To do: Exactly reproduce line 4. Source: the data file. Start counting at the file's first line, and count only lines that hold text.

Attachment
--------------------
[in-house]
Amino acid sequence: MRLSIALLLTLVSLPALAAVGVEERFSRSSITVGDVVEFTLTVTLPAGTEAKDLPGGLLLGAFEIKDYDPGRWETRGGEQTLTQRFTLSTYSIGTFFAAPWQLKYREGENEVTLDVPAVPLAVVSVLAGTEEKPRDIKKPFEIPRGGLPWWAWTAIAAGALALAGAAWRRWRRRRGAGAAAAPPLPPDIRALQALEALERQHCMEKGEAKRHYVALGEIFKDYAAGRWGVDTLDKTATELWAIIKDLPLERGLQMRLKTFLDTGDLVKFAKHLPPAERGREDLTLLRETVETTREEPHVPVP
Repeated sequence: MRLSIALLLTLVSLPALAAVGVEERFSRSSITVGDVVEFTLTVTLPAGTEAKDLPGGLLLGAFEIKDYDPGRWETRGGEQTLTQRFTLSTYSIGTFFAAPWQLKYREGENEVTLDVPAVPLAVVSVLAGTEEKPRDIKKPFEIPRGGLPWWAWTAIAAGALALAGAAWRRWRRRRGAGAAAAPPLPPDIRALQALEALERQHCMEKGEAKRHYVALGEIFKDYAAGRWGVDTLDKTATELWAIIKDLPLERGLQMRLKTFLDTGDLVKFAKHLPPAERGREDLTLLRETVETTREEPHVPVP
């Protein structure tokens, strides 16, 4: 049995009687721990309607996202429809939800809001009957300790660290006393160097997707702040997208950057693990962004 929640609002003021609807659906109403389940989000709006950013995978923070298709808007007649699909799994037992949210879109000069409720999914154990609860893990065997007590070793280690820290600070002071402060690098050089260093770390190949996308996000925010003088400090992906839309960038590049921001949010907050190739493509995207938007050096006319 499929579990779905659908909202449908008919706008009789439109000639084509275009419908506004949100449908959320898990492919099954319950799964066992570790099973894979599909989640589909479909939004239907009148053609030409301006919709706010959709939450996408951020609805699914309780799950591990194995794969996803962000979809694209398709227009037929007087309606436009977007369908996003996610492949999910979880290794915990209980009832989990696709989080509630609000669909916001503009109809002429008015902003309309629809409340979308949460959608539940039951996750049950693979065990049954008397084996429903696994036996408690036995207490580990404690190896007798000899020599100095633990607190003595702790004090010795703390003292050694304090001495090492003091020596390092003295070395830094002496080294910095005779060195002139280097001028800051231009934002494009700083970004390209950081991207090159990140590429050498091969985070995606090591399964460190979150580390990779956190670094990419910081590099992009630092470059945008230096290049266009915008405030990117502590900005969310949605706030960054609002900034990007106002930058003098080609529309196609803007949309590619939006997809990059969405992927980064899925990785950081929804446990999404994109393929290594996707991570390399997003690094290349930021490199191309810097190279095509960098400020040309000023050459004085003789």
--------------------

């Protein structure tokens, strides 16, 4: 049995009687721990309607996202429809939800809001009957300790660290006393160097997707702040997208950057693990962004 929640609002003021609807659906109403389940989000709006950013995978923070298709808007007649699909799994037992949210879109000069409720999914154990609860893990065997007590070793280690820290600070002071402060690098050089260093770390190949996308996000925010003088400090992906839309960038590049921001949010907050190739493509995207938007050096006319 499929579990779905659908909202449908008919706008009789439109000639084509275009419908506004949100449908959320898990492919099954319950799964066992570790099973894979599909989640589909479909939004239907009148053609030409301006919709706010959709939450996408951020609805699914309780799950591990194995794969996803962000979809694209398709227009037929007087309606436009977007369908996003996610492949999910979880290794915990209980009832989990696709989080509630609000669909916001503009109809002429008015902003309309629809409340979308949460959608539940039951996750049950693979065990049954008397084996429903696994036996408690036995207490580990404690190896007798000899020599100095633990607190003595702790004090010795703390003292050694304090001495090492003091020596390092003295070395830094002496080294910095005779060195002139280097001028800051231009934002494009700083970004390209950081991207090159990140590429050498091969985070995606090591399964460190979150580390990779956190670094990419910081590099992009630092470059945008230096290049266009915008405030990117502590900005969310949605706030960054609002900034990007106002930058003098080609529309196609803007949309590619939006997809990059969405992927980064899925990785950081929804446990999404994109393929290594996707991570390399997003690094290349930021490199191309810097190279095509960098400020040309000023050459004085003789």